The insert-slated to run in Conde Nast Publications' Architectural Digest, GQ, House & Garden, The New Yorker, Vanity Fair, Vogue and Wired, and corporate sibling Fairchild Publications' Details and W-is billed by the companies as part of an overall Chrysler brand effort called "Line on Design" tied to its upcoming Chrysler Design Awards, which celebrates its 10th anniversary this year.
The special section, which has not yet been produced, will feature the work of noted photographers Walter Chin and Todd Eberly. Oliver Lecocq, senior manager of the Chrysler brand's global advertising, said, "It's a way for us to prepare for the brand's relaunch, and for us to feature the first major piece of that with the Pacifica"-a sport wagon due to make its debut in April `03-"and Crossfire," which is a sports car set to roll out next July. Mr. Lecocq declined to discuss the cost of the program, but Richard Beckman, Conde Nast's exec VP-chief marketing officer, said the spending was in the seven-figure range.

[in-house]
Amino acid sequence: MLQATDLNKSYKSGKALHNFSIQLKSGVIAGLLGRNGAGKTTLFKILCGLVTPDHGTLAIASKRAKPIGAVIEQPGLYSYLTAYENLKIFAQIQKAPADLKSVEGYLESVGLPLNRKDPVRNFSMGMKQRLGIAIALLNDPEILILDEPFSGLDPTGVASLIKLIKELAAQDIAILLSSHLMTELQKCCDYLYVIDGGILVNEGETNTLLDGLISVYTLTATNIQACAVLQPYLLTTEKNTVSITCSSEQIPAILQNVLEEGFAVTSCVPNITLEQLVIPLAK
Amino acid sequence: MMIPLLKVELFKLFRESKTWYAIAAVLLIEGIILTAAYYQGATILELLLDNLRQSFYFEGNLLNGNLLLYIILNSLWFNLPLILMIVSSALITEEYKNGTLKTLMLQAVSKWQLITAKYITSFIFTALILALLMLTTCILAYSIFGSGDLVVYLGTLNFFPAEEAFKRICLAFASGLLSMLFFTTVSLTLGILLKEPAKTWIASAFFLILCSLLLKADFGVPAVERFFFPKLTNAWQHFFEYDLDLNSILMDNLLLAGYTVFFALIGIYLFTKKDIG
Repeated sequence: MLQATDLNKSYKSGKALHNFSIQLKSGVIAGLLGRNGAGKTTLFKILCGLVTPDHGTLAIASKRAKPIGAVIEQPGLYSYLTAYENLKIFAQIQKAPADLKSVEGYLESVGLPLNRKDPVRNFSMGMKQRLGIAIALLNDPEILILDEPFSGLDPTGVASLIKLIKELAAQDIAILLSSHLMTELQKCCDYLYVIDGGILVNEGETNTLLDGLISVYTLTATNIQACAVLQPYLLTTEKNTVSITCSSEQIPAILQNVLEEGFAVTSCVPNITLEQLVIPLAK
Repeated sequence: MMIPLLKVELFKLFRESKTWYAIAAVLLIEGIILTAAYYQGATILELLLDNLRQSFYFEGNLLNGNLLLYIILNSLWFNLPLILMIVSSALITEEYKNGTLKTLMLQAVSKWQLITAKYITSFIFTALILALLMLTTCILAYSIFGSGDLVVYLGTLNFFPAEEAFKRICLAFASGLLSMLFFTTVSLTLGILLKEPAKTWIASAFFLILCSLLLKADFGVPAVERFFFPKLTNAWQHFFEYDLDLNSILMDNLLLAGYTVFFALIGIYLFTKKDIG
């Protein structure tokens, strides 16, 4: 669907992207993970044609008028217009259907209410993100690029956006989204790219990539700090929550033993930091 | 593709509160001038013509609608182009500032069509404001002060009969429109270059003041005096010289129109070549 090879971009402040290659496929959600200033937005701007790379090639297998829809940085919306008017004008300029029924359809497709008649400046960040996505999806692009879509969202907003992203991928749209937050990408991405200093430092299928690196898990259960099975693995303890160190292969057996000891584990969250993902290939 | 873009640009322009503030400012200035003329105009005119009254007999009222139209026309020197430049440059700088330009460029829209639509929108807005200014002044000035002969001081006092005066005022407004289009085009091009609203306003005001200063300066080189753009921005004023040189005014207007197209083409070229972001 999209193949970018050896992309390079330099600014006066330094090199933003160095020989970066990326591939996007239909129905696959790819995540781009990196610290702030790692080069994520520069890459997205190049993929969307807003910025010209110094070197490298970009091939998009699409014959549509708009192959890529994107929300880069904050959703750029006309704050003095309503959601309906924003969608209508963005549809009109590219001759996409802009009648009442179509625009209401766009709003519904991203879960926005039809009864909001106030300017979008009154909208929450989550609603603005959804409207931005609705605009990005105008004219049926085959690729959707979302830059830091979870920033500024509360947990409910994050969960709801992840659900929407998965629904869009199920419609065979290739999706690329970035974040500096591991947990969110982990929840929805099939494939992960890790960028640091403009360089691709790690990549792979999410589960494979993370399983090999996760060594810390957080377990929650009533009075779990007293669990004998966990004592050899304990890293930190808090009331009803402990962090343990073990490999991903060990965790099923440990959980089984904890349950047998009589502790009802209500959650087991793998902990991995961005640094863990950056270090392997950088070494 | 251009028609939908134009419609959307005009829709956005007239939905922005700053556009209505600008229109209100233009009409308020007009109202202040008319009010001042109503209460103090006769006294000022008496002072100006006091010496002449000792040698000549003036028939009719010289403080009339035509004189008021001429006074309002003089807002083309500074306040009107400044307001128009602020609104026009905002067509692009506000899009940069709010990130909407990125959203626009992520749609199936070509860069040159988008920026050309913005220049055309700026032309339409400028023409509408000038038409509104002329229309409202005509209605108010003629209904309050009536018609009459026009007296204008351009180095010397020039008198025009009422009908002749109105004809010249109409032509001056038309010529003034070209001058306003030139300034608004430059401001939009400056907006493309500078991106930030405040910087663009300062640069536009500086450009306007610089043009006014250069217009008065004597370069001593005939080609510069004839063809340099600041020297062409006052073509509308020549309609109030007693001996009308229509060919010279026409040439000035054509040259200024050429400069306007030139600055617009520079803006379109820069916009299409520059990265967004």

Through the first half of the year, Chrysler's ad spending in magazines showed a slight increase over last year, rising to $40 million from $38 million, according to Taylor Nelson Sofres' CMR. Mr. Beckman said DaimlerChrysler's overall ad-page volume-which includes Mercedes Benz-will be up about 60% in 2002.
The awards ceremony will be Nov. 12 at New York City's Four Seasons restaurant. That morning, the companies will host a design symposium at the Conde Nast building's landmark cafeteria. In December, the companies will partner with Design Industry Foundation Fighting AIDS (DIFFA), for an exhibit with a charitable component at Los Angeles Museum of Contemporary Art Gallery at the Pacific Design Center. The companies are also negotiating for a broadcast extension of that event, Mr. Beckman said. There is also a Web tie-in via chrysler.com.
The association with Chrysler might portend other event-driven deals for the magazine giant. Mr. Beckman said the company was looking for projects it can repeat on a yearly basis.